I'm a bit on the fence about the last line. It ends on a hopeful/upbeat note, and that's not something you see queries doing super often. More often, there's an ominous "MC must or else" or a "now the MC must choose between X and Y" sort of darker feel to the end. I do think going the hopeful route for the last line fits okay here because it helps complete the arc of Tiffany's character journey, which is nice. But I wonder if it could be a bit punchier. As it stands it's a little vague. How does it help her learn to stand up to her parents? Is there a specific choice she has to make? A skill she learns in play-land that she can translate back to the real world? Is what's happening in play-land somehow influencing the real world?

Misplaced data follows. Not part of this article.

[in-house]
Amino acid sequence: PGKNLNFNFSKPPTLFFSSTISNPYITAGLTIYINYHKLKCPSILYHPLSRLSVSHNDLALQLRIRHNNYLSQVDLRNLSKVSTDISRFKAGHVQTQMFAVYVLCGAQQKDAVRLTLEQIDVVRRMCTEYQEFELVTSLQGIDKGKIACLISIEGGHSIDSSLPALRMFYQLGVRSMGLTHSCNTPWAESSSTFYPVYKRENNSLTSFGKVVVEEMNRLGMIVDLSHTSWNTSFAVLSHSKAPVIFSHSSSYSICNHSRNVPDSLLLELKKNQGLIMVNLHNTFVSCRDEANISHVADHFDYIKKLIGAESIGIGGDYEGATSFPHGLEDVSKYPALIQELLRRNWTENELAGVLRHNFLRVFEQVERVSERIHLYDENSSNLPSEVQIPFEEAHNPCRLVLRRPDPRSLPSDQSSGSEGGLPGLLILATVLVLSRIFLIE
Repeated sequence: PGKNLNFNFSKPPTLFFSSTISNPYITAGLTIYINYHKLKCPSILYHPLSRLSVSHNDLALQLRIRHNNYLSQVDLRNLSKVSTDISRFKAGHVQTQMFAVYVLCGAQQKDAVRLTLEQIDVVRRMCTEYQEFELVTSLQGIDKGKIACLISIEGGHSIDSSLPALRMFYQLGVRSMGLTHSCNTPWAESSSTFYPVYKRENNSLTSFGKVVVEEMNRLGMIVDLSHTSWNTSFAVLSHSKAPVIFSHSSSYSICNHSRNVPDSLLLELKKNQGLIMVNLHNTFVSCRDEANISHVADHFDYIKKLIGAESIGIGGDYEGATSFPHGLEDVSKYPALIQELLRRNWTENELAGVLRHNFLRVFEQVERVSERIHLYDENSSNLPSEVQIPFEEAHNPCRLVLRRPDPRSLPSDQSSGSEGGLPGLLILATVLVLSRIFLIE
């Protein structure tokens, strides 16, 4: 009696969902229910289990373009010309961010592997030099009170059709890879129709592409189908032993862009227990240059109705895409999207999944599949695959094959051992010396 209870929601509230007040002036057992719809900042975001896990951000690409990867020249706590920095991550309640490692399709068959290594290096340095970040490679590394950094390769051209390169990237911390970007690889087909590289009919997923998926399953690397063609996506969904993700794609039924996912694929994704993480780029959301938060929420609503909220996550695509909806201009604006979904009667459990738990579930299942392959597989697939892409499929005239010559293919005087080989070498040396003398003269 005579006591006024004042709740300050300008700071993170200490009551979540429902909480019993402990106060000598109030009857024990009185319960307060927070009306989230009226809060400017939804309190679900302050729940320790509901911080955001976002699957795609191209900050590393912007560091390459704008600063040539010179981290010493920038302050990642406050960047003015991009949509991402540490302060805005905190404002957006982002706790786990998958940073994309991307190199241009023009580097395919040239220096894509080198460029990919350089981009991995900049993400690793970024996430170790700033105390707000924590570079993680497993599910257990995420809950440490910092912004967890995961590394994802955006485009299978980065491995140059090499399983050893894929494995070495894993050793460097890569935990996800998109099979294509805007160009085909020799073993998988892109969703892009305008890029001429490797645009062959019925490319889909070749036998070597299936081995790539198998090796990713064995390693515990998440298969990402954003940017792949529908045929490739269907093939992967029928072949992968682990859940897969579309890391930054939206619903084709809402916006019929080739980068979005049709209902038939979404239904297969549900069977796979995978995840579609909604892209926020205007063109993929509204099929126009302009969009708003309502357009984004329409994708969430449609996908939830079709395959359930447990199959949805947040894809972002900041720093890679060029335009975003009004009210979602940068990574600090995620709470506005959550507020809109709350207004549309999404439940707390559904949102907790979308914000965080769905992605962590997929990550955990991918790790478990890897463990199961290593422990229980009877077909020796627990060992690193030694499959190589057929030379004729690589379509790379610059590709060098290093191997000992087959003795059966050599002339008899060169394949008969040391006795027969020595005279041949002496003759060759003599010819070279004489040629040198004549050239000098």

MUCH ADO ABOUT MAGIC is a complete, 79,000-word middle grade fantasy novel, aimed at the kind of confident reader who would happily dive into a book like The Mysterious Benedict Society.

    So the word count here is pretty high for a Middle Grade debut, and that might make some agents a bit leery. It is Fantasy, so you have a bit more leeway there than you would with a realistic Contemporary or Historical novel, but if you can get it under 70,000 words or close to that, you might be doing yourself a big favor in the query trenches. I always like to point people toward agent Jennifer Laughran's post on the topic: Wordcount Dracula.  Also, you may or may have not seen, but I recently did a blog post of "successful queries" (queries that resulted in agent offers) and some of their "stats" in a spreadsheet. Of the 16 middle grade sci-fi/fantasy queries I found, the average (median) word count was about 50,000, with the highest being 70,000. It's a small subset of data, and also not to say that agents won't sign things outside the 'norm'  ... but it's something worth considering, as word count can definitely play a big factor for many agents. You'll have the best odds in the query trenches if your manuscript is kicking around within the typical word-count range.